The Associated Press
Gov. Gray Davis said Friday that utilities should be barred from selling off any more power plants and dams until California’s turbulent wholesale electricity market smooths out.
The Democratic governor, reiterating his earlier testimony before the Federal Energy Regulatory Commission, also asked federal authorities to order consumer refunds, new wholesale price controls and strict conservation measures in response to the state’s skyrocketing electricity prices.
And he said he wanted a speed-up in the state Public Utilities Commission‘s investigation into electricity use, among other things.
Davis’ long-awaited announcement provided little new information about his strategy to deal with the state’s burgeoning electricity problems. He said his plan was a work in progress largely dependent on action by state or federal authorities.
His comments were contained in a letter to the FERC, which sought Davis’ input before issuing a final order Dec. 13 targeting California’s electricity market.
“If you do your job of protecting consumers by rectifying wholesale markets, the steps I have to take can be transitional in nature and limited in scope,” the governor wrote FERC.
The state has been roiled for months by price spikes and power shortages. In San Diego, ratepayers reported a doubling and tripling of their bills following deregulation of San Diego Gas & Electric Co. prices.
Davis was in Mexico Friday attending swearing-in ceremonies for newly elected Mexican President Vicente Fox. The governor’s proposals were released by his office at a meeting that included Loretta Lynch, the head of the Public Utilities Commission.
Davis’ letter was noteworthy for what it did not mention, including several hot-button issues that have been discussed at length within the administration.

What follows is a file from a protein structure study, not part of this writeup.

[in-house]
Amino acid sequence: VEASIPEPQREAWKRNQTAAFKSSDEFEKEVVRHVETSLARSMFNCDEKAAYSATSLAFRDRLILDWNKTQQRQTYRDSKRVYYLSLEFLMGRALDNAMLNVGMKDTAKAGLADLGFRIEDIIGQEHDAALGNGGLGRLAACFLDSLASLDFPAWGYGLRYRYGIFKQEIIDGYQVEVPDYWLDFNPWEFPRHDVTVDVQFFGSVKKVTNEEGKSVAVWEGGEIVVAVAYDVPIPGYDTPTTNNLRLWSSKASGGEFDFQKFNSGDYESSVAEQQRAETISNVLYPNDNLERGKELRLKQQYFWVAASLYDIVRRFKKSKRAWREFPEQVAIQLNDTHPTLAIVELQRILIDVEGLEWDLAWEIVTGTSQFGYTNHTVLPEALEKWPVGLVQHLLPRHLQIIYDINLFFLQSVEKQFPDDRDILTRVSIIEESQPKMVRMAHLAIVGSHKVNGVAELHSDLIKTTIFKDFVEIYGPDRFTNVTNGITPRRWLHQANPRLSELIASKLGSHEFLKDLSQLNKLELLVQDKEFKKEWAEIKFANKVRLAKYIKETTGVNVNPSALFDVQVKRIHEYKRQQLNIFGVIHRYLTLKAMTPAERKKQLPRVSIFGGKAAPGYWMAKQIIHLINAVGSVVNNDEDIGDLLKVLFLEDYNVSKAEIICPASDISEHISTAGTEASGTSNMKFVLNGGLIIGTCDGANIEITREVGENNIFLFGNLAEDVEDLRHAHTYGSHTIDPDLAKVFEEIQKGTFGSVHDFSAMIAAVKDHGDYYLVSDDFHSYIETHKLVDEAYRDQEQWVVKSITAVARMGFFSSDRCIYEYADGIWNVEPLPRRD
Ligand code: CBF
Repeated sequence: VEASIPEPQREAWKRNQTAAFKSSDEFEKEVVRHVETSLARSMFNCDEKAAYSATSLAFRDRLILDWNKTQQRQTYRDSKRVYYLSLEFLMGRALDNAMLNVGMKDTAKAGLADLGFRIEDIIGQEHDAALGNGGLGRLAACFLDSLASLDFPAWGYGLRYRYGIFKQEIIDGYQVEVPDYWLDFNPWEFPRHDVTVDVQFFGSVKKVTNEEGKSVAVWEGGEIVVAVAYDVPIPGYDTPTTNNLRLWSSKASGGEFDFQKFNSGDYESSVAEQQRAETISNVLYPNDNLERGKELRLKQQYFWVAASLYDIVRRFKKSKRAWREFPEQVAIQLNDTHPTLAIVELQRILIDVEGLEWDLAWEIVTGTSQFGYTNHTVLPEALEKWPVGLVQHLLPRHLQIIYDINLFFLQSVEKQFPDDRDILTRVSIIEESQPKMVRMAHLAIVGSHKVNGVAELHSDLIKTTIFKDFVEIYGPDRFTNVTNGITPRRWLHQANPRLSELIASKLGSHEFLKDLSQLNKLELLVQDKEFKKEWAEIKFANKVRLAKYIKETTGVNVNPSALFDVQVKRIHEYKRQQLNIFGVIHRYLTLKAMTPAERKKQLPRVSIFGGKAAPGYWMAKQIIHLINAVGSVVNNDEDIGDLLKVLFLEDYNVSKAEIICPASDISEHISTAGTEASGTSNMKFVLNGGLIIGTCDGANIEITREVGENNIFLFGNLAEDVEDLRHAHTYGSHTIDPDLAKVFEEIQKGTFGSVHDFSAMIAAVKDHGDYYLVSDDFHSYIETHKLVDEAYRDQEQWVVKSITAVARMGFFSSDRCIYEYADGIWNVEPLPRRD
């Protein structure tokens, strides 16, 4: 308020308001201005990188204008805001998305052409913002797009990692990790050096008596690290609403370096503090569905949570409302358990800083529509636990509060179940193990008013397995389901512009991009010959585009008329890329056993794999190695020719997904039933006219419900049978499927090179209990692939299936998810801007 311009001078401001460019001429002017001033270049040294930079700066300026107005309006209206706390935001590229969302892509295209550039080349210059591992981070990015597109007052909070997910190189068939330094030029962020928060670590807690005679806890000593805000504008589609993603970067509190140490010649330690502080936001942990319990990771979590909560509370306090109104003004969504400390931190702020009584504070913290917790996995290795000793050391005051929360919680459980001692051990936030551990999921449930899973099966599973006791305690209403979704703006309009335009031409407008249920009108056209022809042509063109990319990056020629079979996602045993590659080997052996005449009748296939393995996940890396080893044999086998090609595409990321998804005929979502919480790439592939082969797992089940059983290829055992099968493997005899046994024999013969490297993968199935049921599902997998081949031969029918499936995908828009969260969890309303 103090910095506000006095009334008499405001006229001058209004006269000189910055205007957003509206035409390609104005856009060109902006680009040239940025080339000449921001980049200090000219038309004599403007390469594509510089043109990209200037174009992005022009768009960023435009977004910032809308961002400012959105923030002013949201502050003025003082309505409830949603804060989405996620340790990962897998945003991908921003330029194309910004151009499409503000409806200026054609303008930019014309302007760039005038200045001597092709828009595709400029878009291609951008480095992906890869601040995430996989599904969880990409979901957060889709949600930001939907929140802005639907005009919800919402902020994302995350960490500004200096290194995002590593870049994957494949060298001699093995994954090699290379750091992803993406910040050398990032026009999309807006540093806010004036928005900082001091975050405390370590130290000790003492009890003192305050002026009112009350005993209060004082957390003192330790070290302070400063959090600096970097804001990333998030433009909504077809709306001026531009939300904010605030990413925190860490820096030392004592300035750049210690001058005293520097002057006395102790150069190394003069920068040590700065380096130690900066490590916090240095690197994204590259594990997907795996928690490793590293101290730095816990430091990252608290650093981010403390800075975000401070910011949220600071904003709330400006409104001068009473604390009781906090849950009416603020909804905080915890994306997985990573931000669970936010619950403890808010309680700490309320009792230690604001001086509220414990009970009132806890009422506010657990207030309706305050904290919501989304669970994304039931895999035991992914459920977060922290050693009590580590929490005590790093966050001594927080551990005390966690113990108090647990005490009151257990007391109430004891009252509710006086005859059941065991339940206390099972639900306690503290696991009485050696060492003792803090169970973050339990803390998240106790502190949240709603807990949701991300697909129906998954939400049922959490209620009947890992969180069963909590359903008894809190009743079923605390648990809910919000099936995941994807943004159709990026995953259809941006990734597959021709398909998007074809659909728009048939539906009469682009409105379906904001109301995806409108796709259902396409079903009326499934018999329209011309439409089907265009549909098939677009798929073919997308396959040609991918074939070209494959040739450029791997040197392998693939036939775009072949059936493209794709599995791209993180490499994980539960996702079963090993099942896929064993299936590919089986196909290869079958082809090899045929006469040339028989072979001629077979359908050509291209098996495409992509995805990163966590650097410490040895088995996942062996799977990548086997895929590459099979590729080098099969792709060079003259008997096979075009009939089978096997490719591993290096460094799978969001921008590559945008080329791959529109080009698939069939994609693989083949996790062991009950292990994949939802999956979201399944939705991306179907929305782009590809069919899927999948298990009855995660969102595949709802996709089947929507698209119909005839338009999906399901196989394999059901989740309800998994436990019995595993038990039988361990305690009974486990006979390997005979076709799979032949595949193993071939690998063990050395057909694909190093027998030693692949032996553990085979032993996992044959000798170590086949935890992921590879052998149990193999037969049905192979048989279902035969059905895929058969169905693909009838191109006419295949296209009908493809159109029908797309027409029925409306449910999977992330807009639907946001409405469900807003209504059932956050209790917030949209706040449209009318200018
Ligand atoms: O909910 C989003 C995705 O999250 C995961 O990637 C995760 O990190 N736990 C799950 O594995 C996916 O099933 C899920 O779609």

Those include evenly dividing the estimated $6 billion in excessive wholesale energy charges between ratepayers and utilities, establishing public ownership of California’s electrical grid and creating a new state electricity agency.
“He hasn’t ruled it in, he hasn’t ruled it out,” said Davis spokesman Steve Maviglio, referring to the $6 billion division. “The governor is looking at many options here. There is no silver bullet. We are continuing to review ideas.”
Maviglio said the administration wants to wait until after FERC issues its final order, and then intends to develop legislation for next year’s session of Legislature.
But the author of a potential 2002 ballot initiative to reregulate California’s electricity industry said Davis’ announcement was “a tremendous disappointment.”
“There is a leadership vacuum in the state of California in the face of an electricity crisis that is going to become a catastrophe. The governor is waiting for a federal agency to solve the problem,” said Harvey Rosenfield, head of the Santa Monica-based Foundation for Taxpayer and Consumer Rights.
Davis’ recommendation to halt the sell-off of power-generating assets could close a loophole in California’s 1996 deregulation law, said Sen. Debra Bowen, D-Marina del Rey.
The law phased-in a plan to allow investor-owned utilities – San Diego Gas and Electric Co., Pacific Gas and Electric Co and Southern California Edison Co – to sell off assets and buy power on the open market by March 2002. SDG&E, with 1.2 million customers, completed its transition to a deregulated market last summer.
PG&E and SoCal Edison both operate under a rate freeze, and both have sought to lift the limits. Spokesmen for both utilities declined to discuss Davis’ sell-off proposal. Between them, the companies have 9.7 million customers.
A disputed section of law allows investor-owned utilities to remove their rate freeze once their power-generating facilities are sold off, or the facilities’ appraised value is approved by the PUC.
It would take new legislation to bar utilities from disposing of remaining power facilities, said Bowen and Lynch.
“The way the staute is written, at least the valuation of PG&E‘s hydro-electric assets could allow their transfer to a nonregulated subsidiary. So, I’m pleased to see this. I think it’s a loophole that is going to be closed,” Bowen said.
The deregulation issue is so complex, Bowen added, that regulators, consumer groups and elected officials have to be cautious in deciding fixes.
“It’s stort of like attempting to disarm a nuclear bomb. We really don’t want to go rushing in with a pickax and power saw. We need to be cautious. We don’t want to make things worse for people,” Bowen said.